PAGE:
A woman in Mombasa was on Thursday charged with trafficking 36,764 grams (about 36.8kg) of heroin worth Sh110 million in her house in Utange Mombasa County.
According to the prosecution, 29-year-old Nuru Mahfud was arrested on May 20 2022 at her house in White House at Joho area in Utange within Kisauni sub-county with 29 packets of heroine wrapped with a foil paper in a suitcase concealed beneath one of the bedrooms.
Police also recovered nine more packets of heroin stashed in a TV carton. They also recovered a digital weighing machine in the kitchen and two Kenyan passports of Mahfud and Farid Shaban Athman.
She denied the charge before Principal Magistrate Yusuf Shikanda and was detained for seven days pending a probation report to determine if she qualifies for bail terms.
On May 23, Investigation Officers told Shanzu Chief Magistrate that they are investigating whether Nuru Mahfud is a supplier of the heroin or she is working with peddlers.
Mahfud through her lawyer Eugene Wangila notified the court that she was has been bleeding and asked to be granted bail to seek special medical attention.
“The accused person is two months pregnant. She started bleeding while coming to court and has been assisted by the sisters in the police force. It is her first pregnancy and we don't want her to suffer twice,” said Wangila.
Shikanda ordered that a probation report be availed within seven days before he determines if Mahfud will be admitted to bail.
He also directed that the accused be detained at Shimo La Tewa Women’s prison pending a probation report to determine if she qualifies to be released on bond. Shikanda also directed that Mahfud be taken to hospital in case of a medical emergency.
“I find it prudent to call for a pre-bail report within seven days before I make a ruling on bail. She be remanded at Shimo La Tewa prison and in case of any medical emergency, she be taken to hospital,” said Shikanda.
However, State prosecutor Peris Bosibori said that Mahfud was a flight risk given the nature of the offense she is facing are serious with a hefty penalty if convicted.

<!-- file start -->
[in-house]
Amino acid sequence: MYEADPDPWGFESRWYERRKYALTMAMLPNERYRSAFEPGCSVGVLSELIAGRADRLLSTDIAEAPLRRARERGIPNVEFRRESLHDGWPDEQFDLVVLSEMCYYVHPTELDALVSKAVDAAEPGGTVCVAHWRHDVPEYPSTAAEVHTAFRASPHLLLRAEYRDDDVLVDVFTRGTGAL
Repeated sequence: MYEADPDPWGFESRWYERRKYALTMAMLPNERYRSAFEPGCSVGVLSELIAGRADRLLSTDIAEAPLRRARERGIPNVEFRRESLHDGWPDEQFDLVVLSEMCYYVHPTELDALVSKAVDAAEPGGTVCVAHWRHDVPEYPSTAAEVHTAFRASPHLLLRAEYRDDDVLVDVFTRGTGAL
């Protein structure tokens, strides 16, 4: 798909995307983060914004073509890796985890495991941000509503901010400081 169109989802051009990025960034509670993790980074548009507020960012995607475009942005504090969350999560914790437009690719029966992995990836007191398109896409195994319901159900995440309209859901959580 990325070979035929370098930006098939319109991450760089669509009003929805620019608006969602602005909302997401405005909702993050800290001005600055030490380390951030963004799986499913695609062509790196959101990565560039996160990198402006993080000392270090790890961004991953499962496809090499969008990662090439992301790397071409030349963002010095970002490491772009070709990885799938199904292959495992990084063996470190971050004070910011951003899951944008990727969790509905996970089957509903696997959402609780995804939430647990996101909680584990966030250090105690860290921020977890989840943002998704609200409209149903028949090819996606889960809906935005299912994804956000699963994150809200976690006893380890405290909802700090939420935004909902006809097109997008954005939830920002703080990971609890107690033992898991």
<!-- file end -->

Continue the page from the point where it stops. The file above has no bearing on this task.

Bosibori said the prisons are able to cater for her medical needs and the court can order she gets special health attention.
She said the prosecution has a strong case because Mahfud was found red handed with the heroin in her house and attracts a 50 years’ jail term with a Sh50 million fine or double the amount or both.
"Given the street value of the narcotics and impact of such drugs in the society, we pray the accused be denied bail for the rest of the trial and if the court decides to give bail we pray for a pre-bail report to know where she is working so we can submit on the same," said Bosibori.
She said that Mahfud has previously traveled to Dubai and Tanzania and if released she will jump bail and escape through the porous borders.
“The previous travel history of the accused person indicates she travelled out of the country several times and we fear she is a flight risk and might escape through our porous borders. She has been to Dubai and Tanzania,” said Bosibori.
The prosecutor said if released, she is likely to interfere with witnesses given her close relationship with some of the witnesses.
However, Wangila said the passport indicates Mahfud travelled in 2012, 2013, 2016 to Tanzania for a family visit and to Emirates for work.
"All her passports are expired and can’t be used to travel. And even so, they represent travels from 2016 backward and the offence was allegedly committed in 2022,” said Wangila.
He said there was no report from receiving countries that Mahfud broke any law and that there are enough police to man the borders.
Wangila said whereas the decision to grant bail is made by balance of probability, the issue of compelling reasons must be undeniable and beyond reasonable doubt.
“We oppose the submission by prosecution. The Constitution gives every person a right to bail despite the offence unless there are compelling reasons that must be undeniable,” said Wangila.
Wangila said all the witnesses in the case were police officers and there was no birth certificate before court to prove that the witnesses were Mahfud’s family.
“Kenya has a witness protection unit and they haven't shown they are protecting any witness or supplied any statement to demonstrate witness interference,” said Wangila.
He said the strength of the evidence can only be determined through trial.
Police had previously suspected the narcotics were cocaine but after a government chemist analysis, it was proved to be heroin.